[EDITORIAL] Welfare In Disarray

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[EDITORIAL] Welfare In Disarray

It is worrisome that the wide repercussions of the health care system's financial collapse may trigger popular resistance to the government's welfare system plans. According to a report carried by IHT-JAI on Monday, the Korea Development Institute forecast a surge in welfare expenditures to reach the level of other advanced countries in 20 years and lead to a welfare crisis here. Researchers' analysis showed that pension payments are excessively high and that the basic livelihood guarantee benefits are too high for our nation's capacity. Already there is concern over the unreliability of the pension system as military pension reserves have already been depleted and some research predicts the national pension scheme to go into the red in 30 years. The financial crisis in the health care system having sensitized the people, their distrust of the government runs rather deep. Then, voices claiming, "I will take care of my health and later life on my own without entrusting it to the government" may be heard. Already, according to some reports, people are complaining, "I will not pay my health insurance and not go to the hospital."

The people do not trust the government to run a proper welfare system. The two main complaints about the system are the following. First, there is distrust of the government's management skills. Some examples are its underestimation of the effects that medical reform would have on the finances of the health care system, the merger of the workplace-based and regional insurance cooperatives without measures to handle side effects of the integration and the use of the national pension system to bolster the stock market. Simply paying more premiums will not solve such lax welfare administration. Second, it is questionable whether at least the money paid in, not to mention the full benefits, will be forthcoming. There is also discontent over the fact that ultimately, people will have to pay more to prop up the already depleted pension reserves for civil servants and soldiers and the financially ailing health insurance system. Last year, when the government revised the civil servant pension scheme, the bureaucrats' labor union brought the matter to the Constitutional Court, and when the government spoke of hikes in health insurance premiums, civic groups protested.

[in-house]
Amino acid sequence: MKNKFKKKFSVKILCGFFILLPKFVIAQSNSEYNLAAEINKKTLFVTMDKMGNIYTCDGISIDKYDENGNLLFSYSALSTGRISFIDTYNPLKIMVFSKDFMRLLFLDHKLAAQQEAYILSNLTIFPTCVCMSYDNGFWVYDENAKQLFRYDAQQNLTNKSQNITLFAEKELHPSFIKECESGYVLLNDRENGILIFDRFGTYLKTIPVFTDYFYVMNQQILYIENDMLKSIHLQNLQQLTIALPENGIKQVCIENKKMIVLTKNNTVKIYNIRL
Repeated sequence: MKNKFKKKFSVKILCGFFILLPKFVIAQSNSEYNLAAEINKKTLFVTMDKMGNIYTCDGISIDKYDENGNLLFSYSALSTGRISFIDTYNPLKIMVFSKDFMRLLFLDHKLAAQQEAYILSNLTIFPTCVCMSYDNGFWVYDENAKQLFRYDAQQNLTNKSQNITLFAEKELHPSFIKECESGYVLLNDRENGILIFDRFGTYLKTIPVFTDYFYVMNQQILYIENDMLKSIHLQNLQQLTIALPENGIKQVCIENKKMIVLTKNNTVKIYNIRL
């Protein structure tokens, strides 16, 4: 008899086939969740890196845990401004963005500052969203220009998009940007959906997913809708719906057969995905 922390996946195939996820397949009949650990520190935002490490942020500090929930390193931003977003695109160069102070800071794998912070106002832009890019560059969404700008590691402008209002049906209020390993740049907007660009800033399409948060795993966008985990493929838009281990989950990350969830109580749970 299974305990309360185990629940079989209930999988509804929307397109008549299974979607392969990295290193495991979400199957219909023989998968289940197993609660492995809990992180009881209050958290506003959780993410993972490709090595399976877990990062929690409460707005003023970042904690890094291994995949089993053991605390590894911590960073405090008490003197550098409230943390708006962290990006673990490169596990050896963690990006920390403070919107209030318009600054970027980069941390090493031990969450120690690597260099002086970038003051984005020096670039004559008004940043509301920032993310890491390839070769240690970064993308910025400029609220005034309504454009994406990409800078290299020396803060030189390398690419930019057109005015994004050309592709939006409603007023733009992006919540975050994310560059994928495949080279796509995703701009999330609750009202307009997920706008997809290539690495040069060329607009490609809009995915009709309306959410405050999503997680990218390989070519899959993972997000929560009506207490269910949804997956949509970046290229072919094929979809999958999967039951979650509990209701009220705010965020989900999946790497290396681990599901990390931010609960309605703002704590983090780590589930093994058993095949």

We do not deny the government's role in promoting a social welfare system. The consolidation of a social welfare network during corporate restructuring is imperative. Though social welfare expenditures are somewhat excessive, on the average they still lag behind those of other advanced countries. What is worrisome is the unreasonably speedy increase in social welfare expenditures and the surging distrust of the government's ability to manage the system. Before such distrust and discontent evolve into civil resistance, the government should review the health care and pension systems comprehensively. Most of all, the finances of all the social insurance schemes should be made transparent. Absorbing the pension funds into the budget system to have the National Assembly supervise it is an alternative. The governance of the welfare system should also be reformed, keeping in mind that insurance and pensions are taxes paid by the sweat of the people. Also, introducing private insurance and corporate pension schemes while maintaining the social welfare system and having the people choose additional services should also be considered. Why should we repeat the same mistakes made by other industrialized countries which, after their own social welfare crises and numerous trials and errors, are moving toward taking the role of the private sector seriously?
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